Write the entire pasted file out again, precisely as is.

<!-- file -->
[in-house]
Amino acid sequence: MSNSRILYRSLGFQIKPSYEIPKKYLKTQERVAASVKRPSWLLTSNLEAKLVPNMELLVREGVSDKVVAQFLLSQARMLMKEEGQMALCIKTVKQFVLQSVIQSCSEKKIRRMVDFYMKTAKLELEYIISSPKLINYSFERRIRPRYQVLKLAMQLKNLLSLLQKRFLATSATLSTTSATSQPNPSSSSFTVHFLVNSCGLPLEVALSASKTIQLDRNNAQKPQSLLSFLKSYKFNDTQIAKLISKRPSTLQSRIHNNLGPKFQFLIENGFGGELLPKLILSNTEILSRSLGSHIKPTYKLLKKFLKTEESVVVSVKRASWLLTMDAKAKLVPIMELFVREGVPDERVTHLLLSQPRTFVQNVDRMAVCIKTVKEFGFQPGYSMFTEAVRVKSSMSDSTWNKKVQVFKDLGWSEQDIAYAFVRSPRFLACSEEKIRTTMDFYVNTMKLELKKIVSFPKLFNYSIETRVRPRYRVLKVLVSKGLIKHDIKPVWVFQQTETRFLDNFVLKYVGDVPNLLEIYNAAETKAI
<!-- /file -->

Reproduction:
[in-house]
Amino acid sequence: MSNSRILYRSLGFQIKPSYEIPKKYLKTQERVAASVKRPSWLLTSNLEAKLVPNMELLVREGVSDKVVAQFLLSQARMLMKEEGQMALCIKTVKQFVLQSVIQSCSEKKIRRMVDFYMKTAKLELEYIISSPKLINYSFERRIRPRYQVLKLAMQLKNLLSLLQKRFLATSATLSTTSATSQPNPSSSSFTVHFLVNSCGLPLEVALSASKTIQLDRNNAQKPQSLLSFLKSYKFNDTQIAKLISKRPSTLQSRIHNNLGPKFQFLIENGFGGELLPKLILSNTEILSRSLGSHIKPTYKLLKKFLKTEESVVVSVKRASWLLTMDAKAKLVPIMELFVREGVPDERVTHLLLSQPRTFVQNVDRMAVCIKTVKEFGFQPGYSMFTEAVRVKSSMSDSTWNKKVQVFKDLGWSEQDIAYAFVRSPRFLACSEEKIRTTMDFYVNTMKLELKKIVSFPKLFNYSIETRVRPRYRVLKVLVSKGLIKHDIKPVWVFQQTETRFLDNFVLKYVGDVPNLLEIYNAAETKAI